"It has been said that if you love something long enough it reveals itself to you--that love is a hermeneutical key to unlocking the mysteries of life itself. This is especially true for the Bible and the God of the Bible, for God is love and can only be truly known in love. David Lamb has loved his way into understanding Yahweh more fully; subsequently he can lovingly help us to 'see' and experience God in new and revealing ways." (Alan Hirsch, author of The Forgotten Ways)
"This is a book which not only should be read by those into apologetics, but read by all Christians in our churches. It is striking right at the heart of one of the most pressing questions being asked today and we cannot ignore this. God Behaving Badly is an extremely helpful book in wrestling with these very difficult questions in a winsome, biblical and readable way. If you are at all missionally living in our culture and aware of the questions being asked and challenges to Christianity, then you really cannot help but read this book!" (Dan Kimball, author of They Like Jesus But Not The Church)
"David Lamb faces up to all the questions that most often trouble people about the God of the Old Testament. Written in a winsome and engaging way, this book is going to help many who wonder if the God of the Old Testament is indeed the God and Father of our Lord Jesus Christ." (John Goldingay, David Allan Hubbard Professor of Old Testament, Fuller Theological Seminary)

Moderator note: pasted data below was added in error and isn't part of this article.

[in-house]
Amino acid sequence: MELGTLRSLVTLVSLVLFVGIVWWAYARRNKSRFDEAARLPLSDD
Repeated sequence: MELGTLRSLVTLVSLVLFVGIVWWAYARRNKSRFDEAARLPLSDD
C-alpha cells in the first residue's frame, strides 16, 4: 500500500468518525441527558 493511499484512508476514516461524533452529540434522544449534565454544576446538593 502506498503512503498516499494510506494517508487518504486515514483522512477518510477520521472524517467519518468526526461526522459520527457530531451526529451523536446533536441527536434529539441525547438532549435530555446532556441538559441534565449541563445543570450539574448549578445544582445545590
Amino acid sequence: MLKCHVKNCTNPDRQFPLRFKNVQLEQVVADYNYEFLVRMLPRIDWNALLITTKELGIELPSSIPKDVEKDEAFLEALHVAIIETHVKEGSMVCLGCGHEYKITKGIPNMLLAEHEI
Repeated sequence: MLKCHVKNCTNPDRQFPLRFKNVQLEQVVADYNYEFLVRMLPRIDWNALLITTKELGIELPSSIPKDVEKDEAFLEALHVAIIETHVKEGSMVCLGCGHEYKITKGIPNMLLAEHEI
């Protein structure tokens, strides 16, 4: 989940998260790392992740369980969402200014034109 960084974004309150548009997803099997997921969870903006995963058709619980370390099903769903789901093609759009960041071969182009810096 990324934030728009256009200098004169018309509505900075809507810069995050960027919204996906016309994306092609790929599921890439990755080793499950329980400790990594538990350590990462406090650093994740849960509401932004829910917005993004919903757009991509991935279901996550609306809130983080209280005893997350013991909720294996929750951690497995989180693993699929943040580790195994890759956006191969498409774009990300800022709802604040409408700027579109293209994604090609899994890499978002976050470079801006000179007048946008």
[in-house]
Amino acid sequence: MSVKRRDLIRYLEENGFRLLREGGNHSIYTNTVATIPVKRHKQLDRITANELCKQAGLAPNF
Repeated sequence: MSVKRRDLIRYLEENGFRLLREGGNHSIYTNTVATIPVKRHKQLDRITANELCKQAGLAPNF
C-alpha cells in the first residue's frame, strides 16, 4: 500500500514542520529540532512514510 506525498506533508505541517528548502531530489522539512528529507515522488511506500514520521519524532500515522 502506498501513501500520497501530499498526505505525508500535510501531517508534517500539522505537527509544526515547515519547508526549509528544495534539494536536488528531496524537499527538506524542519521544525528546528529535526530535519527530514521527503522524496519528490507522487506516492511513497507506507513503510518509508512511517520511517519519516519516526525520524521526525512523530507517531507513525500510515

"I will require my college students to read this book. I became sensitive to the 'God questions' in the Bible because students asked me questions that came straight from troubled hearts. This book is written for students and speaks with wit and wisdom to the questions they have." (Scot McKnight, Karl A. Olsson Professor in Religious Studies, North Park University)
About the Author
David T. Lamb (D.Phil., Oxford) is associate professor of Old Testament at Biblical Theological Seminary in Hatfield, Pennsylvania. He previously worked in campus ministry with InterVarsity Christian Fellowship and has taught extensively in various crosscultural contexts. He is the author of Righteous Jehu and His Evil Heirs (Oxford).
Top customer reviews
The book is not shallow, but it is written in casual language with lots of modern and cultural references that will be familiar to people. He also includes discussion questions for each chapter in a section at the end of the book.
It's a great way for people to be introduced to OT theology and biblical studies while also answering practical questions. I look forward to using this book in the future for small groups or sunday school classes.
Most recent customer reviews
I think there is some helpful insight and thoughtful analysis. However, I personally found the attempts at humor and self-deprecating humor very...Read more